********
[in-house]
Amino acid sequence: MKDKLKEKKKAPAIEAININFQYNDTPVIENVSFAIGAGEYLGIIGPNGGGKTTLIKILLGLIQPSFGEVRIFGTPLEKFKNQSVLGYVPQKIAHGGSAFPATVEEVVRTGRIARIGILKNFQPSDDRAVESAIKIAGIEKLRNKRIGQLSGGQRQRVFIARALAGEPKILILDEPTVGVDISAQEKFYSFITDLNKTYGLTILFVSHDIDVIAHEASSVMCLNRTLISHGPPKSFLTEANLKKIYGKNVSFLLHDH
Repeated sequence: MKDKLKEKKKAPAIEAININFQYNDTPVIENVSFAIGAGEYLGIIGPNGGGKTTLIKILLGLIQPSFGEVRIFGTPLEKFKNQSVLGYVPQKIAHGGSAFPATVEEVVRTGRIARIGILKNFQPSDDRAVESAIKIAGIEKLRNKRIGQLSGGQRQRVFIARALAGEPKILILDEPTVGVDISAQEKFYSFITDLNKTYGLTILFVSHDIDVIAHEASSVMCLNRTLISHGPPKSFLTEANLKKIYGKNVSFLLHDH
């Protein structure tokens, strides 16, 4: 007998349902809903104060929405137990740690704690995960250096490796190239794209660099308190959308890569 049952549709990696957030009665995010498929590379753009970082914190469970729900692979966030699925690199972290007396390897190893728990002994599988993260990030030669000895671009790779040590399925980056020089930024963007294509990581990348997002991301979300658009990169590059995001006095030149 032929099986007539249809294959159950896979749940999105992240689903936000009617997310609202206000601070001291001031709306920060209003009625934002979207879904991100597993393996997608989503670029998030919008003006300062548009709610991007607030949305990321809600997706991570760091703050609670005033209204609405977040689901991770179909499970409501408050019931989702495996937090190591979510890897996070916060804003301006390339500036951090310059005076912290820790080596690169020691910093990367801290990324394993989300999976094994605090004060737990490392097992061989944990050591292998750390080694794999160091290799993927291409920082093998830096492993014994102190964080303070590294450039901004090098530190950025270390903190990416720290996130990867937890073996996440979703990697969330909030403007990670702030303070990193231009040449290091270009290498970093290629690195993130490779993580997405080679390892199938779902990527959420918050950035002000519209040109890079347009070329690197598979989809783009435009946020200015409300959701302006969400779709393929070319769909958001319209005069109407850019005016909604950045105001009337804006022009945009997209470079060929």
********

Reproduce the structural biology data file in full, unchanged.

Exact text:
[in-house]
Amino acid sequence: MKDKLKEKKKAPAIEAININFQYNDTPVIENVSFAIGAGEYLGIIGPNGGGKTTLIKILLGLIQPSFGEVRIFGTPLEKFKNQSVLGYVPQKIAHGGSAFPATVEEVVRTGRIARIGILKNFQPSDDRAVESAIKIAGIEKLRNKRIGQLSGGQRQRVFIARALAGEPKILILDEPTVGVDISAQEKFYSFITDLNKTYGLTILFVSHDIDVIAHEASSVMCLNRTLISHGPPKSFLTEANLKKIYGKNVSFLLHDH
Repeated sequence: MKDKLKEKKKAPAIEAININFQYNDTPVIENVSFAIGAGEYLGIIGPNGGGKTTLIKILLGLIQPSFGEVRIFGTPLEKFKNQSVLGYVPQKIAHGGSAFPATVEEVVRTGRIARIGILKNFQPSDDRAVESAIKIAGIEKLRNKRIGQLSGGQRQRVFIARALAGEPKILILDEPTVGVDISAQEKFYSFITDLNKTYGLTILFVSHDIDVIAHEASSVMCLNRTLISHGPPKSFLTEANLKKIYGKNVSFLLHDH
């Protein structure tokens, strides 16, 4: 007998349902809903104060929405137990740690704690995960250096490796190239794209660099308190959308890569 049952549709990696957030009665995010498929590379753009970082914190469970729900692979966030699925690199972290007396390897190893728990002994599988993260990030030669000895671009790779040590399925980056020089930024963007294509990581990348997002991301979300658009990169590059995001006095030149 032929099986007539249809294959159950896979749940999105992240689903936000009617997310609202206000601070001291001031709306920060209003009625934002979207879904991100597993393996997608989503670029998030919008003006300062548009709610991007607030949305990321809600997706991570760091703050609670005033209204609405977040689901991770179909499970409501408050019931989702495996937090190591979510890897996070916060804003301006390339500036951090310059005076912290820790080596690169020691910093990367801290990324394993989300999976094994605090004060737990490392097992061989944990050591292998750390080694794999160091290799993927291409920082093998830096492993014994102190964080303070590294450039901004090098530190950025270390903190990416720290996130990867937890073996996440979703990697969330909030403007990670702030303070990193231009040449290091270009290498970093290629690195993130490779993580997405080679390892199938779902990527959420918050950035002000519209040109890079347009070329690197598979989809783009435009946020200015409300959701302006969400779709393929070319769909958001319209005069109407850019005016909604950045105001009337804006022009945009997209470079060929």